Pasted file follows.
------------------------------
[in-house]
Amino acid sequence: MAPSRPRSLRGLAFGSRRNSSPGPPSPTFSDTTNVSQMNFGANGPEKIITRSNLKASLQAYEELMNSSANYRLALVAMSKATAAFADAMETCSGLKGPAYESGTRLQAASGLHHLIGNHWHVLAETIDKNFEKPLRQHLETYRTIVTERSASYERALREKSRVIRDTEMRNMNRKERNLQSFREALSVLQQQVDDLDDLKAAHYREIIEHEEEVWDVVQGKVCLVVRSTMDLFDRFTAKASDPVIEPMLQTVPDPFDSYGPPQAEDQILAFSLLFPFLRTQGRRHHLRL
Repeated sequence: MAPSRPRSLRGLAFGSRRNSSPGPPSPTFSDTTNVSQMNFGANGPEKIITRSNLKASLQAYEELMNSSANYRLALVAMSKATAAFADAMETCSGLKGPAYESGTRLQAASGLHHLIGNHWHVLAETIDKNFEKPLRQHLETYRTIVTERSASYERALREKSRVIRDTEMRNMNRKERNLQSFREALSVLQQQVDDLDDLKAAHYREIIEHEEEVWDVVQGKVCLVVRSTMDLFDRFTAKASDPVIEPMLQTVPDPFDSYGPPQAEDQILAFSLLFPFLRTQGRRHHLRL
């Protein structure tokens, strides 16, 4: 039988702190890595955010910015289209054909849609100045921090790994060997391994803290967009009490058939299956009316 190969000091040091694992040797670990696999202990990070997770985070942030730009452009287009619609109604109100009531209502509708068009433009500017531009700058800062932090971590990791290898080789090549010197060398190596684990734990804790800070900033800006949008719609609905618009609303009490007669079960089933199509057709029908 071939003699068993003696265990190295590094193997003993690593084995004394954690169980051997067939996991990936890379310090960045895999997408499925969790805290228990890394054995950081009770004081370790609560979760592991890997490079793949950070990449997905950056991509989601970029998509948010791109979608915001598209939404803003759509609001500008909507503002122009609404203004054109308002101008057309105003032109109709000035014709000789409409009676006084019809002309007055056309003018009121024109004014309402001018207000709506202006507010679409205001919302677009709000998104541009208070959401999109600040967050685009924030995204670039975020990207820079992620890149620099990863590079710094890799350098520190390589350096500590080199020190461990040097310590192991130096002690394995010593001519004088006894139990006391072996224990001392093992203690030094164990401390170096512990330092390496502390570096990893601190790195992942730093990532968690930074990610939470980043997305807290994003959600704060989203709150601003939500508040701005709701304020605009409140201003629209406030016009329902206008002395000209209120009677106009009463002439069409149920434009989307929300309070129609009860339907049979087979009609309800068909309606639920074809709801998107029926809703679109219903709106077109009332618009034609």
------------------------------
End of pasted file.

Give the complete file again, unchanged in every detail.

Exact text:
[in-house]
Amino acid sequence: MAPSRPRSLRGLAFGSRRNSSPGPPSPTFSDTTNVSQMNFGANGPEKIITRSNLKASLQAYEELMNSSANYRLALVAMSKATAAFADAMETCSGLKGPAYESGTRLQAASGLHHLIGNHWHVLAETIDKNFEKPLRQHLETYRTIVTERSASYERALREKSRVIRDTEMRNMNRKERNLQSFREALSVLQQQVDDLDDLKAAHYREIIEHEEEVWDVVQGKVCLVVRSTMDLFDRFTAKASDPVIEPMLQTVPDPFDSYGPPQAEDQILAFSLLFPFLRTQGRRHHLRL
Repeated sequence: MAPSRPRSLRGLAFGSRRNSSPGPPSPTFSDTTNVSQMNFGANGPEKIITRSNLKASLQAYEELMNSSANYRLALVAMSKATAAFADAMETCSGLKGPAYESGTRLQAASGLHHLIGNHWHVLAETIDKNFEKPLRQHLETYRTIVTERSASYERALREKSRVIRDTEMRNMNRKERNLQSFREALSVLQQQVDDLDDLKAAHYREIIEHEEEVWDVVQGKVCLVVRSTMDLFDRFTAKASDPVIEPMLQTVPDPFDSYGPPQAEDQILAFSLLFPFLRTQGRRHHLRL
């Protein structure tokens, strides 16, 4: 039988702190890595955010910015289209054909849609100045921090790994060997391994803290967009009490058939299956009316 190969000091040091694992040797670990696999202990990070997770985070942030730009452009287009619609109604109100009531209502509708068009433009500017531009700058800062932090971590990791290898080789090549010197060398190596684990734990804790800070900033800006949008719609609905618009609303009490007669079960089933199509057709029908 071939003699068993003696265990190295590094193997003993690593084995004394954690169980051997067939996991990936890379310090960045895999997408499925969790805290228990890394054995950081009770004081370790609560979760592991890997490079793949950070990449997905950056991509989601970029998509948010791109979608915001598209939404803003759509609001500008909507503002122009609404203004054109308002101008057309105003032109109709000035014709000789409409009676006084019809002309007055056309003018009121024109004014309402001018207000709506202006507010679409205001919302677009709000998104541009208070959401999109600040967050685009924030995204670039975020990207820079992620890149620099990863590079710094890799350098520190390589350096500590080199020190461990040097310590192991130096002690394995010593001519004088006894139990006391072996224990001392093992203690030094164990401390170096512990330092390496502390570096990893601190790195992942730093990532968690930074990610939470980043997305807290994003959600704060989203709150601003939500508040701005709701304020605009409140201003629209406030016009329902206008002395000209209120009677106009009463002439069409149920434009989307929300309070129609009860339907049979087979009609309800068909309606639920074809709801998107029926809703679109219903709106077109009332618009034609």